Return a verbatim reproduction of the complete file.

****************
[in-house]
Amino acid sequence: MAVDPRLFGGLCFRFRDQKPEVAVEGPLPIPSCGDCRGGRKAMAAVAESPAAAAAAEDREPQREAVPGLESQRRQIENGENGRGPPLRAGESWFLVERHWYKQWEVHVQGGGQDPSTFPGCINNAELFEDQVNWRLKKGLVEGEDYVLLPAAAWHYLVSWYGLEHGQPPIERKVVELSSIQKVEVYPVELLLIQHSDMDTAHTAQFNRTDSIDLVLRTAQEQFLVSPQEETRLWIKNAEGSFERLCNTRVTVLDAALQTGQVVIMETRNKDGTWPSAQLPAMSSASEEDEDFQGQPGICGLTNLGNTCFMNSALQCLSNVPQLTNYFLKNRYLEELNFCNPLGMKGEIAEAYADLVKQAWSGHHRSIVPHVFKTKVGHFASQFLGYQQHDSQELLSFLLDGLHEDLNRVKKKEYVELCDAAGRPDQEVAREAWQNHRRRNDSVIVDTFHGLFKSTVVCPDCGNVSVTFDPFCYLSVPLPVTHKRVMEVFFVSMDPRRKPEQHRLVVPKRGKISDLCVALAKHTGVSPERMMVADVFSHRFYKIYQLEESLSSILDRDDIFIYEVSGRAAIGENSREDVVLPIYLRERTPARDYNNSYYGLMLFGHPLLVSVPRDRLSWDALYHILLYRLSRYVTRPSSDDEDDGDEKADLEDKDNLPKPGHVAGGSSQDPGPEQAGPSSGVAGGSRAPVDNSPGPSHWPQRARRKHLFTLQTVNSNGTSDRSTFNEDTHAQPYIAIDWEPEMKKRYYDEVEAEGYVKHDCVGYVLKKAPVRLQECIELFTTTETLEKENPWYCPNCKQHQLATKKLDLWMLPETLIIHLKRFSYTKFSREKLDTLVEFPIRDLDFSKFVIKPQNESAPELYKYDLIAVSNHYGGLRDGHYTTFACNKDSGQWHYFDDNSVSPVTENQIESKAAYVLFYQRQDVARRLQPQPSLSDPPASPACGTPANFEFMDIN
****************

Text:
[in-house]
Amino acid sequence: MAVDPRLFGGLCFRFRDQKPEVAVEGPLPIPSCGDCRGGRKAMAAVAESPAAAAAAEDREPQREAVPGLESQRRQIENGENGRGPPLRAGESWFLVERHWYKQWEVHVQGGGQDPSTFPGCINNAELFEDQVNWRLKKGLVEGEDYVLLPAAAWHYLVSWYGLEHGQPPIERKVVELSSIQKVEVYPVELLLIQHSDMDTAHTAQFNRTDSIDLVLRTAQEQFLVSPQEETRLWIKNAEGSFERLCNTRVTVLDAALQTGQVVIMETRNKDGTWPSAQLPAMSSASEEDEDFQGQPGICGLTNLGNTCFMNSALQCLSNVPQLTNYFLKNRYLEELNFCNPLGMKGEIAEAYADLVKQAWSGHHRSIVPHVFKTKVGHFASQFLGYQQHDSQELLSFLLDGLHEDLNRVKKKEYVELCDAAGRPDQEVAREAWQNHRRRNDSVIVDTFHGLFKSTVVCPDCGNVSVTFDPFCYLSVPLPVTHKRVMEVFFVSMDPRRKPEQHRLVVPKRGKISDLCVALAKHTGVSPERMMVADVFSHRFYKIYQLEESLSSILDRDDIFIYEVSGRAAIGENSREDVVLPIYLRERTPARDYNNSYYGLMLFGHPLLVSVPRDRLSWDALYHILLYRLSRYVTRPSSDDEDDGDEKADLEDKDNLPKPGHVAGGSSQDPGPEQAGPSSGVAGGSRAPVDNSPGPSHWPQRARRKHLFTLQTVNSNGTSDRSTFNEDTHAQPYIAIDWEPEMKKRYYDEVEAEGYVKHDCVGYVLKKAPVRLQECIELFTTTETLEKENPWYCPNCKQHQLATKKLDLWMLPETLIIHLKRFSYTKFSREKLDTLVEFPIRDLDFSKFVIKPQNESAPELYKYDLIAVSNHYGGLRDGHYTTFACNKDSGQWHYFDDNSVSPVTENQIESKAAYVLFYQRQDVARRLQPQPSLSDPPASPACGTPANFEFMDIN